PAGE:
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EDMC announces more layoffs

| Thursday, June 26, 2014, 5:27 p.m.

The cuts keep happening at Education Management Corp.

The for-profit education company announced 170 layoffs throughout the organization on Thursday, two days after it cut 80 workers in Green Tree and the Strip District.

Of the 250 total job losses this week, 110 people in Pittsburgh were affected, the company said. The cuts are part of the Downtown-based company's efforts to control costs as it battles declining enrollments and profits.

“It is part of the efforts to offer students a great learning experience while keeping education affordable,” EDMC spokesman Chris Hardman said.

Hardman declined to discuss whether additional layoffs were coming.

Since last year, the company has slashed more than 600 workers nationwide, nearly half of them in Pittsburgh.

EDMC had 23,000 employees as of last summer, with 2,000 in Pittsburgh, and serves 125,000 students across 110 campuses, according to its 2013 annual report.

EDMC is headed for a third consecutive year of revenue declines and struggling under $1.3 billion in debt. It is a defendant in a federal lawsuit accusing EDMC of paying recruiters according to the number of students they enrolled, violating federal law, and stands to lose hundreds of millions of dollars if a judge rules against it.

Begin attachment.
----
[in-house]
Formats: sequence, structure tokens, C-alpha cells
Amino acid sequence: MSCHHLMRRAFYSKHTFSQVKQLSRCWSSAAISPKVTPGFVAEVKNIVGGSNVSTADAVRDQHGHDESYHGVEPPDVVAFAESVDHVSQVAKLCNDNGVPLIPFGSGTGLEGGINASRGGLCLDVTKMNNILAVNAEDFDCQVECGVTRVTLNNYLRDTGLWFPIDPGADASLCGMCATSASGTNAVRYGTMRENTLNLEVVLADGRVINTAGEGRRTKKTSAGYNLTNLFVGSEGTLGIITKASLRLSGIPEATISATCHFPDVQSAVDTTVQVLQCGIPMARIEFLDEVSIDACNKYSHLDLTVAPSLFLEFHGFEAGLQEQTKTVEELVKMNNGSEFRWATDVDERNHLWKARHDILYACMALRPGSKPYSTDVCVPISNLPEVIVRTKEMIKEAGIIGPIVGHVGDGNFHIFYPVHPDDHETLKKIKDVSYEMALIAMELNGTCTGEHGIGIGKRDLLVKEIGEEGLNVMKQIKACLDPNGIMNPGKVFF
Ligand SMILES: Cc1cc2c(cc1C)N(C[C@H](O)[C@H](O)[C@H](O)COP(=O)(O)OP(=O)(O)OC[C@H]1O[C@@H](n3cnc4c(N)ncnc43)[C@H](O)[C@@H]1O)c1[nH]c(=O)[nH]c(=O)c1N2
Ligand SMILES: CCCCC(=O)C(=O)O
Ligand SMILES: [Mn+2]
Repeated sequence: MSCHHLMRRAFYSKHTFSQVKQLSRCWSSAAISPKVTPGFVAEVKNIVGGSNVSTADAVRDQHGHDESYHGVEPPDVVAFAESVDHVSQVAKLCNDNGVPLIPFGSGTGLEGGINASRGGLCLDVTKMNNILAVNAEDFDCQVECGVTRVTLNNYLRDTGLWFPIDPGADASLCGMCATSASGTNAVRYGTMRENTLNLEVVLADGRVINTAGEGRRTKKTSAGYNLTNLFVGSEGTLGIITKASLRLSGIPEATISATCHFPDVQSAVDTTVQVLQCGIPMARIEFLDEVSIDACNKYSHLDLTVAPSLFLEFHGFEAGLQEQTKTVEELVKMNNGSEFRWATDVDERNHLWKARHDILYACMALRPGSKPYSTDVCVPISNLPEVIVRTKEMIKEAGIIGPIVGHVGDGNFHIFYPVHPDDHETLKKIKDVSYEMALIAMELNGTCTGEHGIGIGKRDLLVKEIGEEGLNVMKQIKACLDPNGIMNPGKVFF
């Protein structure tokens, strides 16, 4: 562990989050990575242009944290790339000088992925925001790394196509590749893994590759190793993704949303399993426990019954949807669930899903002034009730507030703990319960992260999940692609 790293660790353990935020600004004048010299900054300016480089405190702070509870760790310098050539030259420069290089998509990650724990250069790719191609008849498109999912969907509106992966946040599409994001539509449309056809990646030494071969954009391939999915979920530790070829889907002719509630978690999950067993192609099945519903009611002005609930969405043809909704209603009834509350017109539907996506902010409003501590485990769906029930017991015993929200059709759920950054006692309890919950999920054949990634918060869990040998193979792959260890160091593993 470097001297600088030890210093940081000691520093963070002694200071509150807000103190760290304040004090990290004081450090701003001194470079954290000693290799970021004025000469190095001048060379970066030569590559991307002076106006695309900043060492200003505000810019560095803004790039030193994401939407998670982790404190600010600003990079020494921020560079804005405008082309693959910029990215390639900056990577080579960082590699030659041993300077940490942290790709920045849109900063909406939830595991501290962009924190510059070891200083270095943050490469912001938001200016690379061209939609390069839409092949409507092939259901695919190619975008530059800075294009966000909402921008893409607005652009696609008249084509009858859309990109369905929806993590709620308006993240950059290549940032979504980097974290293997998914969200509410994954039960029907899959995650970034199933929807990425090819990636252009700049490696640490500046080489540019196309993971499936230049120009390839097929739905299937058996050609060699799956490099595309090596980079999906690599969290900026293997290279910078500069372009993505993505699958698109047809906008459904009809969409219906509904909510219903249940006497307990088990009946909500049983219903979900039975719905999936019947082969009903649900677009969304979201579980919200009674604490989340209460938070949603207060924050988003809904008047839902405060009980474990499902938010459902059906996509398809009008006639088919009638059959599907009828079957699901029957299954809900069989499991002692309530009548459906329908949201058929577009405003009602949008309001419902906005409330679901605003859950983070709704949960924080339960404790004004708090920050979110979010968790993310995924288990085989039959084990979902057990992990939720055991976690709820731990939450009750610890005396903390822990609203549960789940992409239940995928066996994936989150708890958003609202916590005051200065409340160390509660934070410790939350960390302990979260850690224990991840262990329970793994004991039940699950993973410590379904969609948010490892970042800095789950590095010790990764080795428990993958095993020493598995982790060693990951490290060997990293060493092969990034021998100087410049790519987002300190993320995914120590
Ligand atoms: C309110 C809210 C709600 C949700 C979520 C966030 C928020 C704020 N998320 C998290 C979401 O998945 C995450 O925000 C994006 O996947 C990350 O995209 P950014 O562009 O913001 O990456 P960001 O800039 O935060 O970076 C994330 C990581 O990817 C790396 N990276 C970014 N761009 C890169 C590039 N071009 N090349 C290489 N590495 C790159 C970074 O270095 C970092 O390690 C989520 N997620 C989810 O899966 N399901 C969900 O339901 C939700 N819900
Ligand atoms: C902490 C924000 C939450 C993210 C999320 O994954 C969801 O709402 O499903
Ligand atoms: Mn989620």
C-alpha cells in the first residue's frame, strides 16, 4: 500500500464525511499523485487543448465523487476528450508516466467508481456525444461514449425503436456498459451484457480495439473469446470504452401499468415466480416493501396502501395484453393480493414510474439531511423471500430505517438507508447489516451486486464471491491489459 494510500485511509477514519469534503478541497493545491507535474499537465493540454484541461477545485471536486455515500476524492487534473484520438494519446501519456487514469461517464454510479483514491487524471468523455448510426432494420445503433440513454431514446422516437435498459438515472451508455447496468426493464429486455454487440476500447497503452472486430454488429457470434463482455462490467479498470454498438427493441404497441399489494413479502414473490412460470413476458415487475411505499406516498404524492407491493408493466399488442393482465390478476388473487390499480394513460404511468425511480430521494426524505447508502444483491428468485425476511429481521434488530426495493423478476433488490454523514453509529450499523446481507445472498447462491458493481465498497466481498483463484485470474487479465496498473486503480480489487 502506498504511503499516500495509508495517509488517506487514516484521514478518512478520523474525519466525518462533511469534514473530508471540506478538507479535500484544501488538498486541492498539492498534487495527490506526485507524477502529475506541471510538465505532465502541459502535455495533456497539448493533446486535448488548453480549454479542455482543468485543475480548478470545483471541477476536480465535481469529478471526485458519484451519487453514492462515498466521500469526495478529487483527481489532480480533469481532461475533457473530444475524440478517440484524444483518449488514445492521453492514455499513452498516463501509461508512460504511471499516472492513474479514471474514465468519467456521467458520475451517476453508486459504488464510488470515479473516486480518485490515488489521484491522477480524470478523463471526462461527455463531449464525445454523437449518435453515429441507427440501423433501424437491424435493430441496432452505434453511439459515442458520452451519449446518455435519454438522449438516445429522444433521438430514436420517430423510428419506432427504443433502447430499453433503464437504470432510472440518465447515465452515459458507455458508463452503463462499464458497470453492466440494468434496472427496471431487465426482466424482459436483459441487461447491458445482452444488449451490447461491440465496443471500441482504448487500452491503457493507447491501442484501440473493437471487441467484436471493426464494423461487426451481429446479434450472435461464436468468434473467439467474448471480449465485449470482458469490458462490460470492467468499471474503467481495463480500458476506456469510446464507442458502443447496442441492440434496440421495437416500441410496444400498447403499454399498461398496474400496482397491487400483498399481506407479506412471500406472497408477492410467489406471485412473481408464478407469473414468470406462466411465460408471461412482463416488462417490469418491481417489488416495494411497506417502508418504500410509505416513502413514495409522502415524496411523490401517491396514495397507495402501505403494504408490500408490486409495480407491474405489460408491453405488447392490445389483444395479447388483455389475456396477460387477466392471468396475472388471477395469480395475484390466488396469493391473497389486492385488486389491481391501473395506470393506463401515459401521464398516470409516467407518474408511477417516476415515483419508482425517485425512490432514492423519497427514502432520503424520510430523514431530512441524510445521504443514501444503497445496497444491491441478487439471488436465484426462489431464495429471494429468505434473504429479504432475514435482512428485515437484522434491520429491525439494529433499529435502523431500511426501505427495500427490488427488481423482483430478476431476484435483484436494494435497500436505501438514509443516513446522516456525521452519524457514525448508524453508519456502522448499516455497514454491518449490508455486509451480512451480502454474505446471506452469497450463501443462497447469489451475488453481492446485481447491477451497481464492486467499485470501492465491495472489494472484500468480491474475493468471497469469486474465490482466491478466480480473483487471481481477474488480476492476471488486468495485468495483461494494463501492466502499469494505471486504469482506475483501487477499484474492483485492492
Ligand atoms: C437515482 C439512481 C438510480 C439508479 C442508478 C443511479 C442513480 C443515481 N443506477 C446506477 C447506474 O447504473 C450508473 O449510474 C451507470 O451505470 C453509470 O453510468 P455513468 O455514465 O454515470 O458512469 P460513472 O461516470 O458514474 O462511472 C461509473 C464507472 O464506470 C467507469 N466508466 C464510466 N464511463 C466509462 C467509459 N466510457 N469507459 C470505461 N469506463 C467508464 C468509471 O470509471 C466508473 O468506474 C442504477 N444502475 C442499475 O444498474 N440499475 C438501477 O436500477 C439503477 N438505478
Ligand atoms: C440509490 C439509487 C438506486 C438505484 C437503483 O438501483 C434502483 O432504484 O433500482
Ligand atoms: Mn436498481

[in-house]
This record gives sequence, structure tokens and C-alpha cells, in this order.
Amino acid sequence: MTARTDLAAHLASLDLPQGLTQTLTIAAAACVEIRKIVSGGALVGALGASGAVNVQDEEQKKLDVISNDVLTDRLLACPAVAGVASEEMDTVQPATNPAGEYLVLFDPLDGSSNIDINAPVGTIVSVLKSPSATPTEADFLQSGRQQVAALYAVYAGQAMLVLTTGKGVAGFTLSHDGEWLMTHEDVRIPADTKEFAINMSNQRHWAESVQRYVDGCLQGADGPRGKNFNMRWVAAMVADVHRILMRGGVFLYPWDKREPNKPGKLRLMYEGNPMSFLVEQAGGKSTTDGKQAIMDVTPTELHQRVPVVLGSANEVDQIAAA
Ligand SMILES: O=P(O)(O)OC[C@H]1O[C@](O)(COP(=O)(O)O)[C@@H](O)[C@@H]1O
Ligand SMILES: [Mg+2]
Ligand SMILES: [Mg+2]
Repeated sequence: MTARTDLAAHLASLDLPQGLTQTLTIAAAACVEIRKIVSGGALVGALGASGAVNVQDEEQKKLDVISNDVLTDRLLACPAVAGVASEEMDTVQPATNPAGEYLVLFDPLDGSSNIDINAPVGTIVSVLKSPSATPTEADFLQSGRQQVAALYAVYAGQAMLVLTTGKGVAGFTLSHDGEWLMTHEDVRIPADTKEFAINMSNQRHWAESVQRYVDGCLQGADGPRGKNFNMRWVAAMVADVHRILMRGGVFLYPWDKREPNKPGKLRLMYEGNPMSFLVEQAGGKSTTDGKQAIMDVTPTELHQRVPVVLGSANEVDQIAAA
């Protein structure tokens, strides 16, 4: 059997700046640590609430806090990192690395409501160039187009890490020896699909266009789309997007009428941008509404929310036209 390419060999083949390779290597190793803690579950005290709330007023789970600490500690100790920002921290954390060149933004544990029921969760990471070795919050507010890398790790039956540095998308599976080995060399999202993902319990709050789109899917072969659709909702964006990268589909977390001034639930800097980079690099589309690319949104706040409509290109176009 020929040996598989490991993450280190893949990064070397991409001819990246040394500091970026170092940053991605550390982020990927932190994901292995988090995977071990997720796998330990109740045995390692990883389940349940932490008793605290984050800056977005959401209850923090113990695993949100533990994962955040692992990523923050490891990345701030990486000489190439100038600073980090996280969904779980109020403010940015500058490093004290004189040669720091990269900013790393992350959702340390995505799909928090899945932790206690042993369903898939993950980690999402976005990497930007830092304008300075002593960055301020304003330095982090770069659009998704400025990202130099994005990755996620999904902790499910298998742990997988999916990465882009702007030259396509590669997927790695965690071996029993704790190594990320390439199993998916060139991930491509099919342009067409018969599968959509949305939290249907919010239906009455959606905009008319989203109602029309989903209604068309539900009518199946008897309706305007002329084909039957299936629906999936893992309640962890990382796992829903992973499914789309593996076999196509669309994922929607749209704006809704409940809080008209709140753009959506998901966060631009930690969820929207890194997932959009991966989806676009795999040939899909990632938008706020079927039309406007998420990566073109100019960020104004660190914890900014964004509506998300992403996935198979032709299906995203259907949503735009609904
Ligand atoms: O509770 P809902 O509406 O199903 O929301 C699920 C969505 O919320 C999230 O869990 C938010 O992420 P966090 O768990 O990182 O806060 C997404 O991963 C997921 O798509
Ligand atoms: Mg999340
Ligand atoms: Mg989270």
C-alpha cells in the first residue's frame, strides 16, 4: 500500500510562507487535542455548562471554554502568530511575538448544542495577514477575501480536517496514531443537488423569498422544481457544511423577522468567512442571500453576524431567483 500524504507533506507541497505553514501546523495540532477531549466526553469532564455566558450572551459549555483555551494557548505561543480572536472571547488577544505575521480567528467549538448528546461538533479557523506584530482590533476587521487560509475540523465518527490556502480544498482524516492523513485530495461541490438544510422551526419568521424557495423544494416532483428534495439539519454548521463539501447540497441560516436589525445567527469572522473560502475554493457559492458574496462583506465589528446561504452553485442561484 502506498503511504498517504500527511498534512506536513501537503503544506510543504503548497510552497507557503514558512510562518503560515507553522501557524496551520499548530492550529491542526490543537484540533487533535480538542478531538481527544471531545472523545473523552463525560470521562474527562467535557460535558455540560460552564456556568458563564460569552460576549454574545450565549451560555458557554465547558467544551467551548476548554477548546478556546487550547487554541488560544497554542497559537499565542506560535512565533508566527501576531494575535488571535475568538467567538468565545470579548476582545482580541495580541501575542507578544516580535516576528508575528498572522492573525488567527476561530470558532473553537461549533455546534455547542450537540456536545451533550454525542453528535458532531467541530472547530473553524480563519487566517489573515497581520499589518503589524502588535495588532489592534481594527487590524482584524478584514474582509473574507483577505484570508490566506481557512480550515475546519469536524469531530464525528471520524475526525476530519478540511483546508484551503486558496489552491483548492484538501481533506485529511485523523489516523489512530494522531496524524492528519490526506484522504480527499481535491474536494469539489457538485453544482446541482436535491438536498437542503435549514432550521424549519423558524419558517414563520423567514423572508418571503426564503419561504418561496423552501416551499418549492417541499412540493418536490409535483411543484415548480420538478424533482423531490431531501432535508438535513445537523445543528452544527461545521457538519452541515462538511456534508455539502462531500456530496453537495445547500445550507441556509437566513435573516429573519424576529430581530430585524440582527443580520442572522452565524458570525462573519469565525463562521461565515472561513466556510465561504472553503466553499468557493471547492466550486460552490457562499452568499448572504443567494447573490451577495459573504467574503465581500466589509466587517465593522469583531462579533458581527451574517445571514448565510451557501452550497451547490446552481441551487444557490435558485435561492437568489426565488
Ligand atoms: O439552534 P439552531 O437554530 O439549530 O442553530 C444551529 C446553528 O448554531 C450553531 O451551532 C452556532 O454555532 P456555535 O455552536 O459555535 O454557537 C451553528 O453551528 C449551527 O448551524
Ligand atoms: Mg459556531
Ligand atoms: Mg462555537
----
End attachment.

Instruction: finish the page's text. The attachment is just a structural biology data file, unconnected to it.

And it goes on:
Other for-profit education companies are struggling. University of Phoenix and Corinthian Colleges have faced similar allegations of improper recruiting and marketing practices. Corinthian said it may have to shut down, because the Education Department restricted access to federal funds over concerns about its marketing. The company has since reached a deal with regulators to keep operating while it sells and closes some schools.

Trace Urdan, an analyst at Wells Fargo Securities, said Corinthian did not act quickly enough to cut costs, a lesson that EDMC appears to have learned.

“What you see is Education Management doing something that Corinthian never did do,” Urdan said. “I think Education Management is a much better operated company — and the cost cuts, they can't afford to wait any longer on those, unfortunately.”

Chris Fleisher is a staff writer for Trib Total Media.

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